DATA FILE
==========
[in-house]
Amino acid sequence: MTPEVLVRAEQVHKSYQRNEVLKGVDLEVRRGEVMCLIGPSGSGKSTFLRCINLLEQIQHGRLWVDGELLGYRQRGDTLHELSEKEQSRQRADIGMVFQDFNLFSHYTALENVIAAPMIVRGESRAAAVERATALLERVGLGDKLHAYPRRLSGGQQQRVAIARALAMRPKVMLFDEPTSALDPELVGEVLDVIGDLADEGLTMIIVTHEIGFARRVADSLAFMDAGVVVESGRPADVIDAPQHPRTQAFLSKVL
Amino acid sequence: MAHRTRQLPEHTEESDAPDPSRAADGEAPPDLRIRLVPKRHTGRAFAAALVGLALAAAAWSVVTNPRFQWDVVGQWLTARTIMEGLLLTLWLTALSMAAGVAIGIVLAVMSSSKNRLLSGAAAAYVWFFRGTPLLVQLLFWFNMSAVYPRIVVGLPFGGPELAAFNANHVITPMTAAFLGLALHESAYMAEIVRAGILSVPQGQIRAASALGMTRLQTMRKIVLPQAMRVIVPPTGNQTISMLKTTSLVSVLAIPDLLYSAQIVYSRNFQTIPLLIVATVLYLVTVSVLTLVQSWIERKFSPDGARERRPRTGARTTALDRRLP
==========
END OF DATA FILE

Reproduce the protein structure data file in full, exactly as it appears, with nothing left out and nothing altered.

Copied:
[in-house]
Amino acid sequence: MTPEVLVRAEQVHKSYQRNEVLKGVDLEVRRGEVMCLIGPSGSGKSTFLRCINLLEQIQHGRLWVDGELLGYRQRGDTLHELSEKEQSRQRADIGMVFQDFNLFSHYTALENVIAAPMIVRGESRAAAVERATALLERVGLGDKLHAYPRRLSGGQQQRVAIARALAMRPKVMLFDEPTSALDPELVGEVLDVIGDLADEGLTMIIVTHEIGFARRVADSLAFMDAGVVVESGRPADVIDAPQHPRTQAFLSKVL
Amino acid sequence: MAHRTRQLPEHTEESDAPDPSRAADGEAPPDLRIRLVPKRHTGRAFAAALVGLALAAAAWSVVTNPRFQWDVVGQWLTARTIMEGLLLTLWLTALSMAAGVAIGIVLAVMSSSKNRLLSGAAAAYVWFFRGTPLLVQLLFWFNMSAVYPRIVVGLPFGGPELAAFNANHVITPMTAAFLGLALHESAYMAEIVRAGILSVPQGQIRAASALGMTRLQTMRKIVLPQAMRVIVPPTGNQTISMLKTTSLVSVLAIPDLLYSAQIVYSRNFQTIPLLIVATVLYLVTVSVLTLVQSWIERKFSPDGARERRPRTGARTTALDRRLP